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Lifestyle Tips: 7 Most Common Toilet Problems and Their Solutions

You can’t deny nature’s call. Fortunately, you don’t have to dig a hole or hide behind foliage to do your business. It’s highly likely that there’s a convenient toilet in your home. Toilets are essential fixtures in every house, perhaps more so than other furniture and appliances.

But like other furniture and appliances, toilets are prone to certain problems, like clogging, leakage, flushing issues and more. For home-based business owners, these issues can happen more often as the bathroom is frequently used. Commissioning a plumber can be very expensive. While some plumbing tasks you should not do yourself, it’s a good thing that the most common toilet problems have simple solutions that you can do on your own.

Prepare your rubber gloves, toilet cleaner, plunger, and other plumbing tools and get fixing.

Broken toilet seat

A wonky toilet seat can be uncomfortable to use. This can be caused by loose bolts. In which case, you can simply tighten the bolts by hand for plastic screws and with a screwdriver for metal or stainless steel ones. Be careful not to over tighten the bolts/screws; applying too much force will chip the porcelain.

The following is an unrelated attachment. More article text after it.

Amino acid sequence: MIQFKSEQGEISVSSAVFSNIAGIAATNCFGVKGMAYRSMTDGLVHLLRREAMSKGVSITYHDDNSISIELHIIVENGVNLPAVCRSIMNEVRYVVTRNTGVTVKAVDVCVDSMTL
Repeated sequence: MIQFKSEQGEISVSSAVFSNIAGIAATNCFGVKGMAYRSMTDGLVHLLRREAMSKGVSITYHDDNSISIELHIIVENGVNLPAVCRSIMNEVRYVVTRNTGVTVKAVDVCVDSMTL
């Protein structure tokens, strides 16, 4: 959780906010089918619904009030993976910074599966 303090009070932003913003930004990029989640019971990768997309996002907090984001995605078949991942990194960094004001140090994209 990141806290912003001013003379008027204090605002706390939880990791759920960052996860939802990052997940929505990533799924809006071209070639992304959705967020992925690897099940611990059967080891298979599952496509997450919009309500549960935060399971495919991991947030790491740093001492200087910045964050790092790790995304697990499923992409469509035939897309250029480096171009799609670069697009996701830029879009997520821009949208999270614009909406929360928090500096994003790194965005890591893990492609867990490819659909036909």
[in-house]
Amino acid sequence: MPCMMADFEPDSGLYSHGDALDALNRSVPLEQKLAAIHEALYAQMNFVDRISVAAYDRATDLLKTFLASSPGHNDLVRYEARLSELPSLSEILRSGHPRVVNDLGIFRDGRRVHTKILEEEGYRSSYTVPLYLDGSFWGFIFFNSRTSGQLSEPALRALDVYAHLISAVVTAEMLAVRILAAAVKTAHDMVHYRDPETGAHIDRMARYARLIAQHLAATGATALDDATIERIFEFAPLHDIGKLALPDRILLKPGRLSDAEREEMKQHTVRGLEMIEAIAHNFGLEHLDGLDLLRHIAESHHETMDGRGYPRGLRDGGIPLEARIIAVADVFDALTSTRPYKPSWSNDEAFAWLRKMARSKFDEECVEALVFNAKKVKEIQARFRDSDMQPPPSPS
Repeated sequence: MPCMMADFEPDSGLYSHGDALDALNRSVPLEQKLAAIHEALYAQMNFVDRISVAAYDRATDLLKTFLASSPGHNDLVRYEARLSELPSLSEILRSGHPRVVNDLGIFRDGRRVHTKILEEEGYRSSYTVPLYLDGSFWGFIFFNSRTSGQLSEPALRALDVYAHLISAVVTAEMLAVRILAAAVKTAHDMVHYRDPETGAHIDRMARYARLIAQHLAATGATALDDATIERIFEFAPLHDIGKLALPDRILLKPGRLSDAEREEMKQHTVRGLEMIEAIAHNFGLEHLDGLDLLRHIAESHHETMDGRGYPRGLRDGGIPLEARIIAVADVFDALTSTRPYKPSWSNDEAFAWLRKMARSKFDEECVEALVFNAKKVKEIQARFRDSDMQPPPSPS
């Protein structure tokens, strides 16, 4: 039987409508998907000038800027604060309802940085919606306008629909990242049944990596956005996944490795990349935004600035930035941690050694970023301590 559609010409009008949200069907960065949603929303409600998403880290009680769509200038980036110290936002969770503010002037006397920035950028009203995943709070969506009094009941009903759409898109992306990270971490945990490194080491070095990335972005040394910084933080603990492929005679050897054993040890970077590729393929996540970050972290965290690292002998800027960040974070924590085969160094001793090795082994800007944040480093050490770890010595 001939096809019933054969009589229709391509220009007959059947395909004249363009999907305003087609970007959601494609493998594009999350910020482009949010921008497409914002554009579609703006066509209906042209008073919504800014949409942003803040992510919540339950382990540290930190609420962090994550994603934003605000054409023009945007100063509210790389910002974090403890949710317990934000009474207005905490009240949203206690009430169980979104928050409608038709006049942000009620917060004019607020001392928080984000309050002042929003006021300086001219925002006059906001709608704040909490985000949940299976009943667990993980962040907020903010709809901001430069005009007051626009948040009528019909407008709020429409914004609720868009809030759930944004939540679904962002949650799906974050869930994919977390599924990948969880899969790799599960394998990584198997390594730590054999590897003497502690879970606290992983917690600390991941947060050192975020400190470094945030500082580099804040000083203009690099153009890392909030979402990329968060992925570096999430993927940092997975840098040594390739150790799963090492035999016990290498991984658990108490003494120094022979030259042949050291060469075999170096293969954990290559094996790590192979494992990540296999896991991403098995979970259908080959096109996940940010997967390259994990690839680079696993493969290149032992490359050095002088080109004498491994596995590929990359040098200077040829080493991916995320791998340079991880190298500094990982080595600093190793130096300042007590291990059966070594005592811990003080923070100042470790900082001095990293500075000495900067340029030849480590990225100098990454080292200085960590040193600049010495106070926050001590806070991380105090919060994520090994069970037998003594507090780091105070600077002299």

If the problem is not the bolts, you may have to consider purchasing a new toilet seat. Before running to the closest hardware store near you, measure your current toilet seat (and take a picture for reference) to help find the right one. Got the new toilet seat? Remove the old one by loosening the nuts/screws and removing the bolts.

For stubborn nuts/screws, apply spray oil/lubricant and use a wrench/screwdriver. Clean the surface and remove any buildup before installing the old one. Place the new seat on the toilet, insert the bolts/screws, and tighten carefully. Check to see if the seat is secured well. And you’re done!

Clogged toilet

Clogged toilets are caused by throwing tissues, sanitary pads, tampons, and the occasional dead goldfish down the toilet drain. Luckily, most clogging problems can be solved with a trusty toilet plunger or auger.